return 0;
}



The need for connect/listen on raw sockets? - OneSadCookie - Oct 15, 2006 08:31 PM

you don't have nearly enough htonl and htons calls in that code, whatever other problems it might have.


The need for connect/listen on raw sockets? - BinarySpike - Oct 15, 2006 10:04 PM

OneSadCookie Wrote:you don't have nearly enough htonl and htons calls in that code, whatever other problems it might have.

Those shouldn't matter if I'm running localhost though...
Any tutorials would be nice if you don't have any insightful information...


The need for connect/listen on raw sockets? - akb825 - Oct 15, 2006 11:13 PM

At the very bottom of this page is some sample code for a server/client. If you want to connect with a specific IP address, you can just copy the address info for the server replacing INADDR_ANY with the IP address.


The need for connect/listen on raw sockets? - OneSadCookie - Oct 16, 2006 12:12 AM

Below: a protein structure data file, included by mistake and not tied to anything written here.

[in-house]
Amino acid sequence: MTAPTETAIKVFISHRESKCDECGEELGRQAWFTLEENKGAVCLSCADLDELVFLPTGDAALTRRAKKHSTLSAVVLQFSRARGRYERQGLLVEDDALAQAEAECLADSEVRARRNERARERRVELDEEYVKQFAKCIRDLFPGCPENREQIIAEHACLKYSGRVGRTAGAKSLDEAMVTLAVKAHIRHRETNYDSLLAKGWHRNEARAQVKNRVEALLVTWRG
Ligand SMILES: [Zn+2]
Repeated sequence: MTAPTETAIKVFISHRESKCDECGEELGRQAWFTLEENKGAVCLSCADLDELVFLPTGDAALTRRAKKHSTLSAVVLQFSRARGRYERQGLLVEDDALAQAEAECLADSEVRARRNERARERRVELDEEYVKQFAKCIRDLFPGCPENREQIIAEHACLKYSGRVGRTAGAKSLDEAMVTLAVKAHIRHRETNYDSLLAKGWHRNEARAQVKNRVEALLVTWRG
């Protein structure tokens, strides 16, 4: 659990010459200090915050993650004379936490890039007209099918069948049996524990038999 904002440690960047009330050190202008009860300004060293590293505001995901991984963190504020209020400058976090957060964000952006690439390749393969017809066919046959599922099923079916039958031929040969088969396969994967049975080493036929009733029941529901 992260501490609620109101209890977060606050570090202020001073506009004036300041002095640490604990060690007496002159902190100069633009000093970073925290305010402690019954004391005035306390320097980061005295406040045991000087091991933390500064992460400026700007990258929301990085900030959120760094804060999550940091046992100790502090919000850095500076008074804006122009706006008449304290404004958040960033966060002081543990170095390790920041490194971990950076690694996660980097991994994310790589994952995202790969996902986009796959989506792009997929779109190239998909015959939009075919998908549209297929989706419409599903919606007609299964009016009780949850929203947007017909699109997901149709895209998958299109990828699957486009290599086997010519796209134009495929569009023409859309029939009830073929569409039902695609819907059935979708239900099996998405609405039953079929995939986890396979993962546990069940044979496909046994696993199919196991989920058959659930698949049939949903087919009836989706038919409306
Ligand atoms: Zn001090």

BinarySpike Wrote:Those shouldn't matter if I'm running localhost though...

Why shouldn't they? You think nothing tries to parse the IP header you create?

Maybe it does, maybe it doesn't. I wouldn't like to make a blanket statement without any evidence!


The need for connect/listen on raw sockets? - OneSadCookie - Oct 16, 2006 12:13 AM

akb825 Wrote:At the very bottom of this page is some sample code for a server/client. If you want to connect with a specific IP address, you can just copy the address info for the server replacing INADDR_ANY with the IP address.

He's trying to do raw socket stuff, not standard TCP/UDP stuff... Maybe I'm blind, but I didn't see anything on that page about raw sockets...


The need for connect/listen on raw sockets? - akb825 - Oct 16, 2006 12:39 AM

Sorry, I thought "raw sockets" meant using sockets directly. Blush Be careful, though: according to Wikipedia, raw sockets are limited under Windows. (in case you want Windows compatibility)


The need for connect/listen on raw sockets? - unknown - Oct 16, 2006 04:26 AM